And, the Civil War Monuments Come Down

New Orleans   Mi companera was happy for a number of reasons this morning.

She liked the fact that there was a positive comment about a Southerner on the front page of the New York Times. The reporter in dissecting the bad boy antics and ruthless operation of Travis Kalanick, the CEO of Uber, had told a story his being summoned to a meeting at Apple where engineers had discovered that his company was breaking their rules of operation. In the meeting, Tim Cook, the CEO of Apple confronted the Uber exec by saying, “So, I’ve heard you’ve been breaking some of our rules,” Cook said – now hear this – “in his calm, Southern tone.” You can see why she was excited. How often do any of us see “calm” and “Southern” in the same sentence. It just doesn’t happen.

But, that was the icing on her cake on this particular morning. She had awakened to beeps on her phone that she described to me later as Twitter being “on fire.” The first of the long promised and long delayed removal of four Civil War and Reconstruction monuments in the City of New Orleans had been accomplished under the cover of darkness, outfoxing opponents who were on a self-proclaimed vigil to protest and attempt to block the removal and had long delayed the efforts with legal maneuvers and anonymous threats to contractor bidders of violence and mayhem.

The first to go was, if anything, the least defensible, the so-called “Liberty” Monument or more formally the Battle of Liberty Place monument, that memorialized the efforts of white New Orleanians to oppose the post-Civil War Reconstruction government in the city and state. This was not the first trip the monument had taken. Under a previous mayor, Sidney Barthlemy, the second African-American mayor elected in the city, it had been moved in 1993 and placed almost in hiding behind a parking lot structure near Canal Street. The plaque was changed at the time. Where previously the language had expressly commemorated white supremacy, it was rewritten to commemorate the courage of the local police force in opposing the vigilante efforts by various parts of the racist, white community to turn back the clock. For a long time the monument had been the staging ground for various racist groups around Louisiana to rally, hoot and holler.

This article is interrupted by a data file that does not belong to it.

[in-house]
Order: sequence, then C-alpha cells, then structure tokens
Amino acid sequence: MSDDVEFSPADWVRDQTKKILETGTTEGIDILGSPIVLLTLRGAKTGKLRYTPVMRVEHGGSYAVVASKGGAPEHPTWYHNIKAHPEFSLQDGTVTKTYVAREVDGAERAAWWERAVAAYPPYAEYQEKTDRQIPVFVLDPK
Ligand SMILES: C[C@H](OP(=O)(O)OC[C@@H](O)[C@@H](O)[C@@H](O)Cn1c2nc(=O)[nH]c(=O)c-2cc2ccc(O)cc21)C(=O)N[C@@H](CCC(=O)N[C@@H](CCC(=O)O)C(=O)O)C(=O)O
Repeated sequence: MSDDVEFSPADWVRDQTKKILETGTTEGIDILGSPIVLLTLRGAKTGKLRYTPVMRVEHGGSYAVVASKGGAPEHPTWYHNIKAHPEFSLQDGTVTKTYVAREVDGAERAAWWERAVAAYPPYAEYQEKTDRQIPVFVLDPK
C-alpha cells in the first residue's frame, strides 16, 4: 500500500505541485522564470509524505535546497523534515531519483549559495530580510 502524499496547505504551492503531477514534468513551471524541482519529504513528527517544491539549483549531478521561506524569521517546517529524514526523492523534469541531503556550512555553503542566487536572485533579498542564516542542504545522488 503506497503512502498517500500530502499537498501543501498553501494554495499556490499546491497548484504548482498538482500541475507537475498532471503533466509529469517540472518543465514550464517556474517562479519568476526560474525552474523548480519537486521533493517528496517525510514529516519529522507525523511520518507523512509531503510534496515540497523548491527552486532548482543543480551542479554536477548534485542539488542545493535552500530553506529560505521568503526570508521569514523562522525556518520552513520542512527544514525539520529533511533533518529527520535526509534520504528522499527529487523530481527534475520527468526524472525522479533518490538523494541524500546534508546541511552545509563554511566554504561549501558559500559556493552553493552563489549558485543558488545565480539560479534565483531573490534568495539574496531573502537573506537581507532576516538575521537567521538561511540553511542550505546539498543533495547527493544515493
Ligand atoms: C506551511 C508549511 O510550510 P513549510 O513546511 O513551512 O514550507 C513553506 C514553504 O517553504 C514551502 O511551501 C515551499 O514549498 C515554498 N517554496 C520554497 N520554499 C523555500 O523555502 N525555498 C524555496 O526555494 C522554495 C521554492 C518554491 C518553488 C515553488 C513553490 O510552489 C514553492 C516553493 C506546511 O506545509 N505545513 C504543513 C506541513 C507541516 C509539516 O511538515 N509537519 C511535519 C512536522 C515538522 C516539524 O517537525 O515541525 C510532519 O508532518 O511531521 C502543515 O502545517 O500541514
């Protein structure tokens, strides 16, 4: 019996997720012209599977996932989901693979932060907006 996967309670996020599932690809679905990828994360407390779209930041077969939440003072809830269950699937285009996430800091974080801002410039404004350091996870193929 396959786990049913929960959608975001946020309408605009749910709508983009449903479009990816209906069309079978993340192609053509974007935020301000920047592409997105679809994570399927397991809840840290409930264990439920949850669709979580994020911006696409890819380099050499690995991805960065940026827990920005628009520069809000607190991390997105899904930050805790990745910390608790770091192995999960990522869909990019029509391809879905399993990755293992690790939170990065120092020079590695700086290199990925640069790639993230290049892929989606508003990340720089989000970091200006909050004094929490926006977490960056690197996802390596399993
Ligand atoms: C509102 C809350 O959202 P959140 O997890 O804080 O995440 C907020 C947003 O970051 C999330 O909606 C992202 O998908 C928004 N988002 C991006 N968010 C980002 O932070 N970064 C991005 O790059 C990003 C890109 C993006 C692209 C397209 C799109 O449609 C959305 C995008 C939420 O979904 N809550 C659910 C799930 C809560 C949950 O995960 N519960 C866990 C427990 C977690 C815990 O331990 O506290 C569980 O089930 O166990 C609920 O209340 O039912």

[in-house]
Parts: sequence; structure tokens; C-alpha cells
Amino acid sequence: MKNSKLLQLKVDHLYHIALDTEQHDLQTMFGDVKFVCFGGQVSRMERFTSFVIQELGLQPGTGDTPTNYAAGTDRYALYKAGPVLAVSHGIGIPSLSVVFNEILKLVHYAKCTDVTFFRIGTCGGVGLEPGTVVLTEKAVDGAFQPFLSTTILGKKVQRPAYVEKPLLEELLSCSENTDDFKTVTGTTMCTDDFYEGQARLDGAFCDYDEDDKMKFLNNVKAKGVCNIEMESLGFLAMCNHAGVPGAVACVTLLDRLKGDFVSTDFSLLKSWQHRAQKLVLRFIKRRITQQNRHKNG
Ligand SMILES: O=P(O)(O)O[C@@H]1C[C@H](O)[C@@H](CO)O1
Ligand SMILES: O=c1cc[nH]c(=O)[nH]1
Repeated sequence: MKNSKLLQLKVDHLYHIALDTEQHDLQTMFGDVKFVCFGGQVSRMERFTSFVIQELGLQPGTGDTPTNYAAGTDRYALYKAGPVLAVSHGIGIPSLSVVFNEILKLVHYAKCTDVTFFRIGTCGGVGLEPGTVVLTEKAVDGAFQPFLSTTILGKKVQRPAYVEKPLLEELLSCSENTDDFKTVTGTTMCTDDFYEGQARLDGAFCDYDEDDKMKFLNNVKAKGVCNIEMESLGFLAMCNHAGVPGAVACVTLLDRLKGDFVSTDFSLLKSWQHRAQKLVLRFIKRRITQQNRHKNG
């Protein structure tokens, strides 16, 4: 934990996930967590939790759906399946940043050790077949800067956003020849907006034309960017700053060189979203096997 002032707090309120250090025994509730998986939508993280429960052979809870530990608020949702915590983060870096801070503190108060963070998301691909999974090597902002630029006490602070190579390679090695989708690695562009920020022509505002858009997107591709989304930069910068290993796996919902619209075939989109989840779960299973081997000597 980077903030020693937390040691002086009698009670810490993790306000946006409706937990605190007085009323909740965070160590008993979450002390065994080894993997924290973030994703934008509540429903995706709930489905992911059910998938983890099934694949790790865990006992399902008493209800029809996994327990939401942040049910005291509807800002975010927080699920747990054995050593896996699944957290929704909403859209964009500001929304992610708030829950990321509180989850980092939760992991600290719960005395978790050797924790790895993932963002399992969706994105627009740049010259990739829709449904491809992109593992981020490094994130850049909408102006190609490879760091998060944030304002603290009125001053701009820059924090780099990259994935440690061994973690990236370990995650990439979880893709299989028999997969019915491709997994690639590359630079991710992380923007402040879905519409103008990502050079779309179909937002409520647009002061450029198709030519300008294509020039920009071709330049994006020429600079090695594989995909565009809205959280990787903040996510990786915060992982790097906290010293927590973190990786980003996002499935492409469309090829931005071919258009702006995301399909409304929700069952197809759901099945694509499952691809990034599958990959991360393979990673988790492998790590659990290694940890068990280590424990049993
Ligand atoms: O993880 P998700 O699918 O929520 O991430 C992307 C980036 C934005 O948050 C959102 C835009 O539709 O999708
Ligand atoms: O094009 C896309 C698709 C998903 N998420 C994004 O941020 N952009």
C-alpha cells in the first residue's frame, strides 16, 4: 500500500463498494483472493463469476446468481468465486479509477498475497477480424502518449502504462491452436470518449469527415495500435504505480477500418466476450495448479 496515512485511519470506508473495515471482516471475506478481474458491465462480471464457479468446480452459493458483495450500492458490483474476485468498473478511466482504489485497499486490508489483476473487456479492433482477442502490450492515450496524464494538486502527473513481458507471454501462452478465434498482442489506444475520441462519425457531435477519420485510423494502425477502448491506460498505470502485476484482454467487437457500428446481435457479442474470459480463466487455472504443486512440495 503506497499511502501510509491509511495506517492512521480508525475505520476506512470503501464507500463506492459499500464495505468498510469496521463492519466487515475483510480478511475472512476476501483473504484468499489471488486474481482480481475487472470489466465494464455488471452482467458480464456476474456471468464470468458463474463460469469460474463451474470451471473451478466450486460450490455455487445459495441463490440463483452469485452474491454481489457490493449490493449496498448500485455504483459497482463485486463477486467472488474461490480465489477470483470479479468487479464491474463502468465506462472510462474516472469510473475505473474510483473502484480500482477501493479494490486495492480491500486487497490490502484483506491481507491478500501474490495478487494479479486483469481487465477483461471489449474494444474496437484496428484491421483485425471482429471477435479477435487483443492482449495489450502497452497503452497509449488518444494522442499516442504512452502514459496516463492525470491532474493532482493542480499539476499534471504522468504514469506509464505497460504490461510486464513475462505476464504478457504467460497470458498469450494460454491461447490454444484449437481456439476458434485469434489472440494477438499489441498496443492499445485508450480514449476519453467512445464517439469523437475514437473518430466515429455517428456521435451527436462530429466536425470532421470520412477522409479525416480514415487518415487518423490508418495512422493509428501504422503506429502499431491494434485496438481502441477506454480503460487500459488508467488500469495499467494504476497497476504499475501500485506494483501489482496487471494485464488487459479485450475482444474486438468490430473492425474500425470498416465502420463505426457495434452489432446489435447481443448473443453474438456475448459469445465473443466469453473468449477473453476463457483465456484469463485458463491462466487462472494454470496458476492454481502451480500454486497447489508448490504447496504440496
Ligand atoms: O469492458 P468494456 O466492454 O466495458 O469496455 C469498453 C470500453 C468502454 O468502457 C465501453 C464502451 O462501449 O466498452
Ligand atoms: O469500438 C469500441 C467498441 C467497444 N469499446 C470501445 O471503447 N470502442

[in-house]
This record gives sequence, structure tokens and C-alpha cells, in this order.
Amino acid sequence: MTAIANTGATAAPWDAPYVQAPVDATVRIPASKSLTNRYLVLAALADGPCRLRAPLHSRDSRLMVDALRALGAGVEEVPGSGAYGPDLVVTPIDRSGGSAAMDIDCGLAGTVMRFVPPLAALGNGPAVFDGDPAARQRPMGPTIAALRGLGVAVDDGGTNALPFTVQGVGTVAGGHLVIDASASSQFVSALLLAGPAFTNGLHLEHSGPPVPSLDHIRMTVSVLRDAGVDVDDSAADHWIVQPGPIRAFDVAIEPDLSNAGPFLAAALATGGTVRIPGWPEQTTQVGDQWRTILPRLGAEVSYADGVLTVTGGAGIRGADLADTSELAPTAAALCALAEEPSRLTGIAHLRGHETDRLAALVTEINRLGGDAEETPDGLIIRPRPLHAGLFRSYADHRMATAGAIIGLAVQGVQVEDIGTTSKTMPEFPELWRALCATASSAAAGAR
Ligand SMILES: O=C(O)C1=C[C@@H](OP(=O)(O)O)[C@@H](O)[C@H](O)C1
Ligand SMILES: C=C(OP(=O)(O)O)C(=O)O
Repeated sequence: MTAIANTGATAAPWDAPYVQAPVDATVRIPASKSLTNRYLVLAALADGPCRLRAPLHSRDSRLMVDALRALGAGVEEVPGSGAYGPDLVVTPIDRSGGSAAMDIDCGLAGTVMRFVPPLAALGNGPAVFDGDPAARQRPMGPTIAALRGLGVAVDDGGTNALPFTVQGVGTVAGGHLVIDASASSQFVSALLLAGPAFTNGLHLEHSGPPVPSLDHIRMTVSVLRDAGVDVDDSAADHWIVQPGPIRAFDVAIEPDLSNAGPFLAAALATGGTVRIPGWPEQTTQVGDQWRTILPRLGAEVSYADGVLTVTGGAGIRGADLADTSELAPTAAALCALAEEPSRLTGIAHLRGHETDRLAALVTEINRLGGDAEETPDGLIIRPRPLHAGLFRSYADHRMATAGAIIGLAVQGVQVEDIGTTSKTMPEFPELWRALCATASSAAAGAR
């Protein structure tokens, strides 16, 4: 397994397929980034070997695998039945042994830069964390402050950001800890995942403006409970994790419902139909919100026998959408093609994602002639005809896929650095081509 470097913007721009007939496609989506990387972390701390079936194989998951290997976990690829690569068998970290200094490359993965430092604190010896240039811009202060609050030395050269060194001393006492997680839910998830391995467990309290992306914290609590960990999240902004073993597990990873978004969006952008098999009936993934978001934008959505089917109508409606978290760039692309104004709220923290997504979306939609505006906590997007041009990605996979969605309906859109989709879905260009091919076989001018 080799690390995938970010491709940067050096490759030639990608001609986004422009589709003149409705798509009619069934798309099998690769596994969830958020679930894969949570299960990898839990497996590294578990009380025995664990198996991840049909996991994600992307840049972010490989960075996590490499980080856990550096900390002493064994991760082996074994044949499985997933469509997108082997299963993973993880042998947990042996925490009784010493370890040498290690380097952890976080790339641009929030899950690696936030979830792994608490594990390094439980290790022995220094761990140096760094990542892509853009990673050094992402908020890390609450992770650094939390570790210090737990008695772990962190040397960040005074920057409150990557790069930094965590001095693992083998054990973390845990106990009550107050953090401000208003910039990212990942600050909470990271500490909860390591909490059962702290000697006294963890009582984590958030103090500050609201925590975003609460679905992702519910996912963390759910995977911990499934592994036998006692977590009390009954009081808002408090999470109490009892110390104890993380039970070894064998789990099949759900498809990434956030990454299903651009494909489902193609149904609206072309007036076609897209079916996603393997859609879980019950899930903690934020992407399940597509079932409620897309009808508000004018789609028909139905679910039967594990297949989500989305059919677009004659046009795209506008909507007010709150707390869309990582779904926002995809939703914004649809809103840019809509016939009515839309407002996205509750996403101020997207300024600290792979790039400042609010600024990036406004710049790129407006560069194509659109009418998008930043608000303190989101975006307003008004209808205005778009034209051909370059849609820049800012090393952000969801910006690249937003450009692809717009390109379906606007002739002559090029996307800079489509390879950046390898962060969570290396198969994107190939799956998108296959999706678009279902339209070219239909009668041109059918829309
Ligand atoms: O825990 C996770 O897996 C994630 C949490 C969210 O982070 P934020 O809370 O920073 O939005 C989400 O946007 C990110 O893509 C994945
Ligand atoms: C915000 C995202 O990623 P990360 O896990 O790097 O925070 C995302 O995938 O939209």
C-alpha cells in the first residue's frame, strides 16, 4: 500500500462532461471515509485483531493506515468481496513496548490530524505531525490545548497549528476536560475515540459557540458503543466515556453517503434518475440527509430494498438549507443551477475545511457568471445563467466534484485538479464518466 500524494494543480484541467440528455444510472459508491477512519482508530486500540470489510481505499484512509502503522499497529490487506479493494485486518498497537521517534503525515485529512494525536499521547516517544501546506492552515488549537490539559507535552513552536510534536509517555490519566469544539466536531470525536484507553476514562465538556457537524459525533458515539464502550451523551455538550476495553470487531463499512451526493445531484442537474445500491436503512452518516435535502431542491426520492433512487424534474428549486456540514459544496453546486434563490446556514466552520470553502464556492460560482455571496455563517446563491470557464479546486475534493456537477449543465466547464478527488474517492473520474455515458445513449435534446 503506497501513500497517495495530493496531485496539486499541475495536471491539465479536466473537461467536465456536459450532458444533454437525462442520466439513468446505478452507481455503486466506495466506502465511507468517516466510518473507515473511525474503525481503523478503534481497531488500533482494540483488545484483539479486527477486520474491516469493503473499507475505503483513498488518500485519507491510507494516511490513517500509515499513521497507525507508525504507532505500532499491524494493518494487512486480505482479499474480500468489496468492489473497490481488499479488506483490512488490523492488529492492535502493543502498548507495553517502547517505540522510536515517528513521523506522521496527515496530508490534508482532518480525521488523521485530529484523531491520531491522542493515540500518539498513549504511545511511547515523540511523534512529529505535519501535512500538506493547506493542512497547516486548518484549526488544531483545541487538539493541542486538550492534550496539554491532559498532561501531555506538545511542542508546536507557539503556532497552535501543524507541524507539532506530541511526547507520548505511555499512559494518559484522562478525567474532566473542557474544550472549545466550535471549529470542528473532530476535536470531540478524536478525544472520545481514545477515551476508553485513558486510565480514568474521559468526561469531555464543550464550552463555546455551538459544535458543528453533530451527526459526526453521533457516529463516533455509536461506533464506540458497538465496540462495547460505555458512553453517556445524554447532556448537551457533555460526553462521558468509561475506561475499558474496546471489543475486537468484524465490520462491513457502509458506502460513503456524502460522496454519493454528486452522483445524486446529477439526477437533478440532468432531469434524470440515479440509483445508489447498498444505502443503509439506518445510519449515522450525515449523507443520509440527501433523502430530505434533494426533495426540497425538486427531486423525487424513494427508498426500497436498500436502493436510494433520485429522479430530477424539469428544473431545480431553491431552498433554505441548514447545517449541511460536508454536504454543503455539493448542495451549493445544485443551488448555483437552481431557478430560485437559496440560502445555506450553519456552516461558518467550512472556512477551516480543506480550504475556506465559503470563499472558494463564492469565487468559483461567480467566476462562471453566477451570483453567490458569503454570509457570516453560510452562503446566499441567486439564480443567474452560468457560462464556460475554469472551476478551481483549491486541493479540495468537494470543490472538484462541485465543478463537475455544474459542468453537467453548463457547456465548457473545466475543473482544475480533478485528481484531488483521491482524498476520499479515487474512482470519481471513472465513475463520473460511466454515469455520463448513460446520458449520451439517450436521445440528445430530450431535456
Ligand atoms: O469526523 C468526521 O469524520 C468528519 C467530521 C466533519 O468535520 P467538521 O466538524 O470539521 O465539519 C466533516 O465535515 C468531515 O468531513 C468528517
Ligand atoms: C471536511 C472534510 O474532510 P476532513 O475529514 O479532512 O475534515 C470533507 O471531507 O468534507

Hiding behind the true facts, local reporters interviewed a man who claimed to be a great grandson of one of the men listed on the Liberty Place monument. He claimed his relative had only recently arrived from Ireland, never owned slaves, and had not been part of the War Between the States. He claimed that his fore-bearer and his associates had only been fighting to maintain the role of state and city rights versus those of the federal government, responsible in this case for Reconstruction after the war that had temporarily empowered and elected some African-Americans to public office. He may have wanted to believe that, but of course it wasn’t true, and the original plaque, had he been willing to acknowledge it, would have made his remarks a lie, even as he spoke them.

This monument and the others that will now follow will go to much less visible hiding places elsewhere in the city, but these are concrete and marble embarrassments that have long divided this city and so many others in the South, allowing “calm” and Southern to be more comfortable reside together in many sentences, cities, and states around the South for everyone, not just for the few still trying to breathe something different in the hate that has scarred these communities for too long.

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